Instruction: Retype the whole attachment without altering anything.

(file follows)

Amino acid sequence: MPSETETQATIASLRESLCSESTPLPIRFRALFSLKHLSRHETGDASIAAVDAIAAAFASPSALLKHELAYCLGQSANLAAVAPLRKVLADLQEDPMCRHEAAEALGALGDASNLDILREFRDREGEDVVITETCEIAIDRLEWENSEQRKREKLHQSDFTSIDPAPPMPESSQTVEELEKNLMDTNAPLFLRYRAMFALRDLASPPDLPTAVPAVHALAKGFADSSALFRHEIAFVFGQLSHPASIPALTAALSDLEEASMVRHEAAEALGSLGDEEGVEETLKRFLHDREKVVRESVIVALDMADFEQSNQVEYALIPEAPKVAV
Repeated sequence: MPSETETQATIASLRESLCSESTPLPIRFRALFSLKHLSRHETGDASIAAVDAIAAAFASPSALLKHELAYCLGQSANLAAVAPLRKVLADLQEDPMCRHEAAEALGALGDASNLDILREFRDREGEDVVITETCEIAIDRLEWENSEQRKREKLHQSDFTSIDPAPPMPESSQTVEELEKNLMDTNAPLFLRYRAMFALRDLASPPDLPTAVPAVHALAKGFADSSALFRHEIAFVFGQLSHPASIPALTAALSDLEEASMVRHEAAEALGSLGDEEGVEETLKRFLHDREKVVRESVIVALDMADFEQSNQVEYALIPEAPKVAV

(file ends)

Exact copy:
Amino acid sequence: MPSETETQATIASLRESLCSESTPLPIRFRALFSLKHLSRHETGDASIAAVDAIAAAFASPSALLKHELAYCLGQSANLAAVAPLRKVLADLQEDPMCRHEAAEALGALGDASNLDILREFRDREGEDVVITETCEIAIDRLEWENSEQRKREKLHQSDFTSIDPAPPMPESSQTVEELEKNLMDTNAPLFLRYRAMFALRDLASPPDLPTAVPAVHALAKGFADSSALFRHEIAFVFGQLSHPASIPALTAALSDLEEASMVRHEAAEALGSLGDEEGVEETLKRFLHDREKVVRESVIVALDMADFEQSNQVEYALIPEAPKVAV
Repeated sequence: MPSETETQATIASLRESLCSESTPLPIRFRALFSLKHLSRHETGDASIAAVDAIAAAFASPSALLKHELAYCLGQSANLAAVAPLRKVLADLQEDPMCRHEAAEALGALGDASNLDILREFRDREGEDVVITETCEIAIDRLEWENSEQRKREKLHQSDFTSIDPAPPMPESSQTVEELEKNLMDTNAPLFLRYRAMFALRDLASPPDLPTAVPAVHALAKGFADSSALFRHEIAFVFGQLSHPASIPALTAALSDLEEASMVRHEAAEALGSLGDEEGVEETLKRFLHDREKVVRESVIVALDMADFEQSNQVEYALIPEAPKVAV